Three MSU wells shut down for high radium levels
Three of MSU's groundwater pumping wells are out of rotation as a result of high radium levels found during recent testing, according to Director of Utilities Robert Ellerhorst.
If 5,000 people drank directly from Well 15 at its most contaminated for their entire lives, one of them would end up with a deadly form of cancer; according MSU environmental engineering professor Susan Masten, that's similar to the likelihood of dying in a car accident.
Radium, a naturally occurring radioactive element, is monitored to meet federal and state safety requirements. The maximum contaminant level, or the level at which utilities must take action to reduce the radium, is 5 picocuries of radium per liter of water, or pCi/L. Two rounds of testing in March and July found the three wells that were taken offline, Wells 15, 21 and 27, had radium levels above the maximum level.
Well 15 was the most consistent offender, testing at a high of 6.4 pCi/L in March before coming down to 5.4 pCi/L in July. Well 21 came in below the limit in the spring at 4.8 pCi/L, but upon retesting in July, broke the maximum threshold, skyrocketing to 6.1 pCi/L. Well 27 initially tested barely above the maximum, measuring at 5.1 pCi/L in March, a level that increased to 6.4 pCi/L during the second round of testing.
"Based on this data at 6.4 pCi/L, the lifetime fatal cancer risk is about one in 5,000," Masten said in an email.
The 1 in 5,000 chance still may seem alarming, but this does not mean that drinking MSU water comes with these risks. Ellerhorst clarified that the wells, which pump groundwater from the Saginaw Aquifer, are not providing water directly to taps on campus. MSU's water treatment facilities take steps to disinfect and monitor all of the water the wells pump, so the levels detected at the point of collection may not be the level you drink from your water bottle.
MSU's 2016 Water Quality Report, released in June, showed that as a whole, radium levels in MSU's drinking water were at 3.7 pCi/L. Ellerhorst doesn't think the university-wide measured level is close enough to the maximum level to warrant concern, because it is similar to measures of radium found in the past.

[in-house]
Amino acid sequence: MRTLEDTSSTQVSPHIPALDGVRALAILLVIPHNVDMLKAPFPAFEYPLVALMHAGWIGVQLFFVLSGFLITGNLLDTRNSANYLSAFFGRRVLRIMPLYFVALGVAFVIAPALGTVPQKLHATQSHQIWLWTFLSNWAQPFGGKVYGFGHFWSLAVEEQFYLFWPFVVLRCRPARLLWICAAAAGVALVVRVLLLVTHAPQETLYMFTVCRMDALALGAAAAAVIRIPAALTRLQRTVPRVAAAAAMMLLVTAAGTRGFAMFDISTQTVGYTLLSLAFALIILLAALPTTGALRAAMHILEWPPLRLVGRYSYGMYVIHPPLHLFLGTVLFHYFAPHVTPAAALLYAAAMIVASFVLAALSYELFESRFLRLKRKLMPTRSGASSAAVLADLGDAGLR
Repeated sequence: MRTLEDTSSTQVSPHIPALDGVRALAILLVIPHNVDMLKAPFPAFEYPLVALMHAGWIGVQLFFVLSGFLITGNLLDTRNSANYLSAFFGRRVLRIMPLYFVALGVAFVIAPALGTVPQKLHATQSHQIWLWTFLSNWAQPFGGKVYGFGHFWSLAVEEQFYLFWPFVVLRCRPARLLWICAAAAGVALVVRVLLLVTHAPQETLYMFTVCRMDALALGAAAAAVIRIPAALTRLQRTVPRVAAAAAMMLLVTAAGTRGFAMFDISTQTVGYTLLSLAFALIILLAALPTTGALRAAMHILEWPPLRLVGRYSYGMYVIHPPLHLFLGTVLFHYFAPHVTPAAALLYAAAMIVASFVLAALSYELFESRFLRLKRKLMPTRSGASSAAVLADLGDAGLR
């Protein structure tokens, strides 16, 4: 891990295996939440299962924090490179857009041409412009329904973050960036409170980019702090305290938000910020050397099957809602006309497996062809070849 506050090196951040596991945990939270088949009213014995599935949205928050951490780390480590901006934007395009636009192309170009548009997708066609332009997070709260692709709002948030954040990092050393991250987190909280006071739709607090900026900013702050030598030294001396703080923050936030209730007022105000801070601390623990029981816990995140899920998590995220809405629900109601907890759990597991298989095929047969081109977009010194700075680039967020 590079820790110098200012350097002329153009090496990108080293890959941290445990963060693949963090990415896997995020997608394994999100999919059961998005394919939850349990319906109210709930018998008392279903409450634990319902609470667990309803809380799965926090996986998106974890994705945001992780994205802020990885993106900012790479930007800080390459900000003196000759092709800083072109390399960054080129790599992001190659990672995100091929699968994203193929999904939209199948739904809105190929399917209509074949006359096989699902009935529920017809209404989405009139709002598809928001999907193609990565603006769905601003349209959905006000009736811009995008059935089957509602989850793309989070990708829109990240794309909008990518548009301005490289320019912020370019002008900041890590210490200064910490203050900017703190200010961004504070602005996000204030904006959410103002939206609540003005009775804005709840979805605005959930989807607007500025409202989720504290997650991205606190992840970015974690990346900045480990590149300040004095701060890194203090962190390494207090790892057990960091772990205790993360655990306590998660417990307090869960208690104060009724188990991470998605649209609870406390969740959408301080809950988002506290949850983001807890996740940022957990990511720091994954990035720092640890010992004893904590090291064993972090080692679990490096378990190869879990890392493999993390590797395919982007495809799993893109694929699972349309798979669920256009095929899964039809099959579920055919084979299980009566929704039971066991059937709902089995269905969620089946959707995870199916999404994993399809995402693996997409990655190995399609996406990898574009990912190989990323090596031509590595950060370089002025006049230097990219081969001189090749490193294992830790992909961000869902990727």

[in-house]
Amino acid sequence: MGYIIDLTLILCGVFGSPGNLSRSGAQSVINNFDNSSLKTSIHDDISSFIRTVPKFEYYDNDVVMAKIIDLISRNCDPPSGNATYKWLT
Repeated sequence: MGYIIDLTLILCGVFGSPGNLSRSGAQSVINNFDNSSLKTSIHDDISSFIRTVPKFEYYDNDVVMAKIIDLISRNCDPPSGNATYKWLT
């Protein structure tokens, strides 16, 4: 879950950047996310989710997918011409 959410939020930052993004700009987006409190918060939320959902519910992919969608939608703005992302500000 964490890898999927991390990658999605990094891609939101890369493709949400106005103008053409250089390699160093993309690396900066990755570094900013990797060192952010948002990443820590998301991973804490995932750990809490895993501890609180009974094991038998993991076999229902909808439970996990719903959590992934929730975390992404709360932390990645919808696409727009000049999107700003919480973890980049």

"The initial rules, they had us testing annually, but because we consistently were right around this target level we're on a three-year cycle," Ellerhorst said. "The one before was also a number in the threes, so that's consistently where that number's been."
The previous radium level, tested in 2013, was at 4.1 pCi/L and not "in the threes" as Ellerhorst stated, yet even this level is below the maximum level. In 2010 and 2003, the two previous tests, the level was 3.3 pCi/L and 3 pCi/L, respectively.
Students seemed unaware that the wells had been shut down, saying they hadn't received IPF alerts on the matter like they do for things like red water. This frustrated business sophomore Adam Sikorski, who believed the shutdown was serious enough to inform students. Although he originally thought the wells had been directly supplying contaminated water to campus taps, upon being corrected, his worries still weren't completely assuaged.
"It's kinda offsetting to think that would be an issue we would have here," Sikorski said. "You'd think that the sink water would be okay to drink and we wouldn't have to worry about things like that."
Chemistry education freshman Matthew Neumann largely agreed, saying the fact that the wells were only a point of collection and not the same as drinking water only had a small impact on his worries. While he said he didn't know enough about the situation to have "an informed opinion," he still pointed to the lack of communication on the matter as a concern.
"I think it's interesting, mostly that we haven't heard much about it," Neumann said. "It's obviously not a direct connection between well to sink or fountain or whatever. The processing I'm sure has some removal of the heavy metal content. It definitely lessens it a little, but it's still kind of scary."